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Best Social Psychology Books

Looking for good social psychology books? On this page you’ll find a curated list of the best social psychology books of all time. Enjoy!

The 10 Best Social Psychology Books


1. The Tipping Point: How Little Things Can Make a Big Difference by Malcolm Gladwell

Print | Audiobook | eBook

Synopsis: The tipping point is that magic moment when an idea, trend, or social behavior crosses a threshold, tips, and spreads like wildfire. Just as a single sick person can start an epidemic of the flu, so too can a small but precisely targeted push cause a fashion trend, the popularity of a new product, or a drop in the crime rate.


2. Blink: The Power of Thinking Without Thinking by Malcolm Gladwell

Print | Audiobook | eBook

Synopsis: Blink is a book about how we think without thinking, about choices that seem to be made in an instant – in the blink of an eye – that actually aren’t as simple as they seem.


3. Thinking, Fast and Slow by Daniel Kahneman

Print | Audiobook | eBook

Synopsis: In the highly anticipated Thinking, Fast and Slow, Kahneman takes us on a groundbreaking tour of the mind and explains the two systems that drive the way we think. System 1 is fast, intuitive, and emotional; System 2 is slower, more deliberative, and more logical.


4. Influence: The Psychology of Persuasion by Robert B. Cialdini

Print | Audiobook | eBook

Synopsis: Influence, the classic book on persuasion, explains the psychology of why people say “yes”—and how to apply these understandings. Dr. Robert Cialdini is the seminal expert in the rapidly expanding field of influence and persuasion. His thirty-five years of rigorous, evidence-based research along with a three-year program of study on what moves people to change behavior has resulted in this highly acclaimed book.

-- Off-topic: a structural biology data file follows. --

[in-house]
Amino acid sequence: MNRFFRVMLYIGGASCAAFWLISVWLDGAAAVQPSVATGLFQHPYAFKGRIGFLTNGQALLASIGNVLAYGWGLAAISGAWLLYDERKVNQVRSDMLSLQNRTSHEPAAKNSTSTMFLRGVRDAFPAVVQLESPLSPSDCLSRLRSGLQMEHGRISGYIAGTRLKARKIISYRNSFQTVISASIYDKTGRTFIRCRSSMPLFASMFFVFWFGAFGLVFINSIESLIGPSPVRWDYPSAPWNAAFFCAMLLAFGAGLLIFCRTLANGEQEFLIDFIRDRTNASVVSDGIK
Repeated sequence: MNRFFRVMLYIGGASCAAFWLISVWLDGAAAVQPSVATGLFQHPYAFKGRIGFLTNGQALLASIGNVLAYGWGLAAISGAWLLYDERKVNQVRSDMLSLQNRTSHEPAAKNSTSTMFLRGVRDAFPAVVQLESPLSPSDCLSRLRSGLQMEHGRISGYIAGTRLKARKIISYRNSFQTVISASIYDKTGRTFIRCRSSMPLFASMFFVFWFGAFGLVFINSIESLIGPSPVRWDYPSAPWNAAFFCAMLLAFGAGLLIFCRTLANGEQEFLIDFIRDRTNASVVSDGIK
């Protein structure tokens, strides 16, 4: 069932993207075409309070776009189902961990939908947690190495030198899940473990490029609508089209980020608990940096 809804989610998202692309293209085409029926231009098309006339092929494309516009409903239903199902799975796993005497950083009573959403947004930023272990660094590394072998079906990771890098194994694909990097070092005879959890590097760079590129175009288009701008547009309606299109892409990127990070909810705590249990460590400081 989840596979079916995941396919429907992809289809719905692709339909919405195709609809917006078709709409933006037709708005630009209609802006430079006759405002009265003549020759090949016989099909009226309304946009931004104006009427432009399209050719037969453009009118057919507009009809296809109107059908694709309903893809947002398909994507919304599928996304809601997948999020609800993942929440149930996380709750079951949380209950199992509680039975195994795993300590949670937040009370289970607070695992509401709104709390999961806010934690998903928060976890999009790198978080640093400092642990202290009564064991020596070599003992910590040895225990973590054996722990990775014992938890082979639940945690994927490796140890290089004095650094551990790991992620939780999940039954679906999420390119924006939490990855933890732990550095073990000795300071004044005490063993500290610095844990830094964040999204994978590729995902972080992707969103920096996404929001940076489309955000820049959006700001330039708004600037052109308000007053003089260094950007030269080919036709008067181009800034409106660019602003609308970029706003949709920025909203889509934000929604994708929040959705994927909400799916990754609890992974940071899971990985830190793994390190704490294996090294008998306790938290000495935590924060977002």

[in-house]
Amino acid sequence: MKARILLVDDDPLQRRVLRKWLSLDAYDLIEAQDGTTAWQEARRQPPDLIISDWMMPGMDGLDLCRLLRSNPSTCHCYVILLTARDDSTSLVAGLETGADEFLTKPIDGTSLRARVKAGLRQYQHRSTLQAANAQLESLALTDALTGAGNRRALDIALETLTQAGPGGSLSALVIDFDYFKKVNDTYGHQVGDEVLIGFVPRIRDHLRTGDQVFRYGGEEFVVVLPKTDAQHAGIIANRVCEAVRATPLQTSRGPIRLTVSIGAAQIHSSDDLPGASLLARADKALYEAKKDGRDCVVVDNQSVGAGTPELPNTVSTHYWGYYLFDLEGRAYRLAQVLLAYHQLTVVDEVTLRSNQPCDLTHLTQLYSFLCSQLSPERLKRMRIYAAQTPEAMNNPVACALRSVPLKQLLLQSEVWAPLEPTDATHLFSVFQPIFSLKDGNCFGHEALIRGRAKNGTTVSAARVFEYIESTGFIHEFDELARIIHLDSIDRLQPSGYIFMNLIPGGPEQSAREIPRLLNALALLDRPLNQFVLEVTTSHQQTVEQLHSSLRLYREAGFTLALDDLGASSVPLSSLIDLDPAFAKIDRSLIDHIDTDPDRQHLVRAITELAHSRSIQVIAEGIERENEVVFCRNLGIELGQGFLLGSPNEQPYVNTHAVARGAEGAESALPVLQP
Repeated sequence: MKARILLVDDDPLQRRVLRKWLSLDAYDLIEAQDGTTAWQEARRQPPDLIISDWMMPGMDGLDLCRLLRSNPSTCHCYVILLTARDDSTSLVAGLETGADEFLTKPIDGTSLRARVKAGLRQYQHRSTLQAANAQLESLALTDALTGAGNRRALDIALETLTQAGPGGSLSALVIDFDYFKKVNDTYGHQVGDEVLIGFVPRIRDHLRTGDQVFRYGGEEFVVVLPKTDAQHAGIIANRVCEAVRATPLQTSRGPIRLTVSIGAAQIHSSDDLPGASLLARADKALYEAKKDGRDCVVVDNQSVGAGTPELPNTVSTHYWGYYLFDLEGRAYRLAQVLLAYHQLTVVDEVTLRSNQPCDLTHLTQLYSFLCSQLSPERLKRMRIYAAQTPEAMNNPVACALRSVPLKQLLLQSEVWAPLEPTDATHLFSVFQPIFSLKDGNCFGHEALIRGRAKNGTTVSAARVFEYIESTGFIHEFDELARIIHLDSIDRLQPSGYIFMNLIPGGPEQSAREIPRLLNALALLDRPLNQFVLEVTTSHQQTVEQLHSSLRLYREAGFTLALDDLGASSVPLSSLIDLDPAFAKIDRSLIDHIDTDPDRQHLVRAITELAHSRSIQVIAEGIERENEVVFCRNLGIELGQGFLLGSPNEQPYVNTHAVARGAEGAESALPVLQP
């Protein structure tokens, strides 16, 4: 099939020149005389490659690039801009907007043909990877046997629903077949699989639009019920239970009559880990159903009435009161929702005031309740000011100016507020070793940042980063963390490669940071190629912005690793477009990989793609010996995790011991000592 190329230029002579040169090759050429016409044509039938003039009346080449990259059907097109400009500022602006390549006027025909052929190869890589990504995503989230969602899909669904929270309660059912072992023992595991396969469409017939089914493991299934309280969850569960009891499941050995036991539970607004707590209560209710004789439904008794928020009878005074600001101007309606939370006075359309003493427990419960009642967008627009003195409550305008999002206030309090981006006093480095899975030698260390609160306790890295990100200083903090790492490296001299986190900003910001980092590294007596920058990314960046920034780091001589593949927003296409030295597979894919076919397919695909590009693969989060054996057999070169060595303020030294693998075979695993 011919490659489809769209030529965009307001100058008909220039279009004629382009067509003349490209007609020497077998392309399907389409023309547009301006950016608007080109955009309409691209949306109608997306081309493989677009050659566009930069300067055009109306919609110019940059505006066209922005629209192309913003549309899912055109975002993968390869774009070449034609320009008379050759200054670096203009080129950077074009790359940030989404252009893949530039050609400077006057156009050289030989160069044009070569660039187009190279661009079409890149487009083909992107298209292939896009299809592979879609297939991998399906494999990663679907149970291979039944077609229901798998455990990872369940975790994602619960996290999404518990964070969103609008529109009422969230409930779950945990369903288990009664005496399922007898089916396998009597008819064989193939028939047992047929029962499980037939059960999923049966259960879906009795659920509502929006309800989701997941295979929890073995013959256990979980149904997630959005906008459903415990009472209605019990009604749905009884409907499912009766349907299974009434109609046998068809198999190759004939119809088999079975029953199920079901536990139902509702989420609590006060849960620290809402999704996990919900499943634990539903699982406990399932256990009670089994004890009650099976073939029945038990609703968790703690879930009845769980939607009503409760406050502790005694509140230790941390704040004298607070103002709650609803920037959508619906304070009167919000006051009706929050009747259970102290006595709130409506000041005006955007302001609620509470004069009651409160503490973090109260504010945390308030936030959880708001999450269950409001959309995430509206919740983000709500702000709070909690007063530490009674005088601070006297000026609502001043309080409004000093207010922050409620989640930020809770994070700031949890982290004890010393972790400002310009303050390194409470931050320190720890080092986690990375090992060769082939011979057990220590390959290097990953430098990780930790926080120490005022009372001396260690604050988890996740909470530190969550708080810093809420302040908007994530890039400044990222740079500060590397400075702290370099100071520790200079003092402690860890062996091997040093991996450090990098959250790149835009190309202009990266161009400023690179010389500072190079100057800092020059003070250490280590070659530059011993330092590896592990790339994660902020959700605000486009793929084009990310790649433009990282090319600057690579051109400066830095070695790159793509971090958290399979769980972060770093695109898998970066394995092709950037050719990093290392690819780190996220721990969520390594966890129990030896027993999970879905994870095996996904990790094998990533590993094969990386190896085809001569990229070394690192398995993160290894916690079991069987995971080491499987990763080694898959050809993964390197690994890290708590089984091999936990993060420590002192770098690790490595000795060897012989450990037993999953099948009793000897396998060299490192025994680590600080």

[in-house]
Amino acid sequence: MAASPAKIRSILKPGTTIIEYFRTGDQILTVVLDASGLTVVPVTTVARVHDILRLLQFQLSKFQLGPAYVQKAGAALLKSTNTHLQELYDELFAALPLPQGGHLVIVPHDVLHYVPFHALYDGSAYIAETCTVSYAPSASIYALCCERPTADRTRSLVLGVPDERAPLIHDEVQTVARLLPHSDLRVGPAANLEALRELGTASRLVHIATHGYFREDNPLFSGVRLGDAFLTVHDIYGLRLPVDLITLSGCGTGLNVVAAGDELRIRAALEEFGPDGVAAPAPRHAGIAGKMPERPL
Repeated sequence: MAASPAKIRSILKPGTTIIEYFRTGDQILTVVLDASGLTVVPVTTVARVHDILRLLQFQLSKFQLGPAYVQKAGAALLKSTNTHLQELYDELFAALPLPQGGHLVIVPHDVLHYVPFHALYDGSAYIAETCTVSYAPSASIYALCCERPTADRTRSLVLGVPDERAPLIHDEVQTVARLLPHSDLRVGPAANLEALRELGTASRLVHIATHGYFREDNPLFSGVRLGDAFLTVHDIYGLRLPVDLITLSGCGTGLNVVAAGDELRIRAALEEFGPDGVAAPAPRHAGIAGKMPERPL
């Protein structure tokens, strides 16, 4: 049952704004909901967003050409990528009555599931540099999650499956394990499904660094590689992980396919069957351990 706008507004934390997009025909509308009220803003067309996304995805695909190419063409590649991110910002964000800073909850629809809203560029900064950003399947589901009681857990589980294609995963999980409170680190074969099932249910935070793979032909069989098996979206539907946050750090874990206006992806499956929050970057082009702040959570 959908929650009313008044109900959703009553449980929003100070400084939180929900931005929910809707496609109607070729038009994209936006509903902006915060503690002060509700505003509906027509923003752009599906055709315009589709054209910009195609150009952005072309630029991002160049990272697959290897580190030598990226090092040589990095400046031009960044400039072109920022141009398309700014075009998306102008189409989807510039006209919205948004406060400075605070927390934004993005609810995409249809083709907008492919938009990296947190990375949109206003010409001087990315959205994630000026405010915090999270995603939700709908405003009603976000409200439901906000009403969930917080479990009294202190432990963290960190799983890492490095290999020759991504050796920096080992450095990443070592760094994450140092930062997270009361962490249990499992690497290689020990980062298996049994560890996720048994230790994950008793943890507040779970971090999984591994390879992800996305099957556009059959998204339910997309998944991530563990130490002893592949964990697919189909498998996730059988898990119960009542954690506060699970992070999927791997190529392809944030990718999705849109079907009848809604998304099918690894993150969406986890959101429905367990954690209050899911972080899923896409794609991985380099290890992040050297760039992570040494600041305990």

5. The Social Animal by Elliot Aronson

Print

Synopsis: Through vivid narrative, lively presentations of important research, and intriguing examples, Elliot Aronson probes the patterns and motives of human behavior, covering such diverse topics as terrorism, conformity, obedience, politics, race relations, advertising, war, interpersonal attraction, and the power of religious cults.


6. Quiet: The Power of Introverts in a World That Can’t Stop Talking by Susan Cain

Print | Audiobook | eBook

Synopsis: In Quiet, Susan Cain argues that we dramatically undervalue introverts and shows how much we lose in doing so. She charts the rise of the Extrovert Ideal throughout the twentieth century and explores how deeply it has come to permeate our culture.


7. Predictably Irrational: The Hidden Forces That Shape Our Decisions by Dan Ariely

Print | Audiobook | eBook

Synopsis: From drinking coffee to losing weight, from buying a car to choosing a romantic partner, Ariely explains how to break through these systematic patterns of thought to make better decisions. “Predictably Irrational” will change the way we interact with the world–one small decision at a time.


8. Outliers: The Story of Success by Malcolm Gladwell

Print | Audiobook | eBook

Synopsis: In this stunning new book, Malcolm Gladwell takes us on an intellectual journey through the world of “outliers”–the best and the brightest, the most famous and the most successful. He asks the question: what makes high-achievers different?


9. The Power of Habit: Why We Do What We Do in Life and Business by Charles Duhigg

Print | Audiobook | eBook

Synopsis: In The Power of Habit, award-winning New York Times business reporter Charles Duhigg takes us to the thrilling edge of scientific discoveries that explain why habits exist and how they can be changed. With penetrating intelligence and an ability to distill vast amounts of information into engrossing narratives, Duhigg brings to life a whole new understanding of human nature and its potential for transformation.


10. The Lucifer Effect: Understanding How Good People Turn Evil by Philip G. Zimbardo

Print | Audiobook | eBook

Synopsis: The Lucifer Effect explains how—and the myriad reasons why—we are all susceptible to the lure of “the dark side.” Drawing on examples from history as well as his own trailblazing research, Zimbardo details how situational forces and group dynamics can work in concert to make monsters out of decent men and women.


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